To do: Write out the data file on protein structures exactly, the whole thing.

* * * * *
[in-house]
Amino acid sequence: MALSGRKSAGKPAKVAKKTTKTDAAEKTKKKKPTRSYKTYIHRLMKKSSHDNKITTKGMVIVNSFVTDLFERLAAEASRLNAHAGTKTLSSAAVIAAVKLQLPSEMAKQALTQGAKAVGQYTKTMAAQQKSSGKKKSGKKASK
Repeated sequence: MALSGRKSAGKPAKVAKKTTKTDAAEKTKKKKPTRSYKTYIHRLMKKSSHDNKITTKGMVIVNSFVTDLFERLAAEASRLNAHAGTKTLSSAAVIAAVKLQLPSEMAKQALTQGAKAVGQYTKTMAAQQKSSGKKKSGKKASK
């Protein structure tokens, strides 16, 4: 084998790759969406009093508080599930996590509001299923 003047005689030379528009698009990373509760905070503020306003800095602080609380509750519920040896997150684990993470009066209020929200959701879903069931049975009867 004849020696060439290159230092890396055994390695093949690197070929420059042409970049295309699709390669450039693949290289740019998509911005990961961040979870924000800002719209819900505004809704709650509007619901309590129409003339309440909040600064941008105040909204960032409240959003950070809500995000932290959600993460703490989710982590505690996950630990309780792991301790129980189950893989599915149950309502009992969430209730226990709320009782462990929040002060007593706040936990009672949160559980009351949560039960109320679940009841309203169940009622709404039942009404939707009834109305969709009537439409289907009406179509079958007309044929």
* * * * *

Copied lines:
[in-house]
Amino acid sequence: MALSGRKSAGKPAKVAKKTTKTDAAEKTKKKKPTRSYKTYIHRLMKKSSHDNKITTKGMVIVNSFVTDLFERLAAEASRLNAHAGTKTLSSAAVIAAVKLQLPSEMAKQALTQGAKAVGQYTKTMAAQQKSSGKKKSGKKASK
Repeated sequence: MALSGRKSAGKPAKVAKKTTKTDAAEKTKKKKPTRSYKTYIHRLMKKSSHDNKITTKGMVIVNSFVTDLFERLAAEASRLNAHAGTKTLSSAAVIAAVKLQLPSEMAKQALTQGAKAVGQYTKTMAAQQKSSGKKKSGKKASK
């Protein structure tokens, strides 16, 4: 084998790759969406009093508080599930996590509001299923 003047005689030379528009698009990373509760905070503020306003800095602080609380509750519920040896997150684990993470009066209020929200959701879903069931049975009867 004849020696060439290159230092890396055994390695093949690197070929420059042409970049295309699709390669450039693949290289740019998509911005990961961040979870924000800002719209819900505004809704709650509007619901309590129409003339309440909040600064941008105040909204960032409240959003950070809500995000932290959600993460703490989710982590505690996950630990309780792991301790129980189950893989599915149950309502009992969430209730226990709320009782462990929040002060007593706040936990009672949160559980009351949560039960109320679940009841309203169940009622709404039942009404939707009834109305969709009537439409289907009406179509079958007309044929």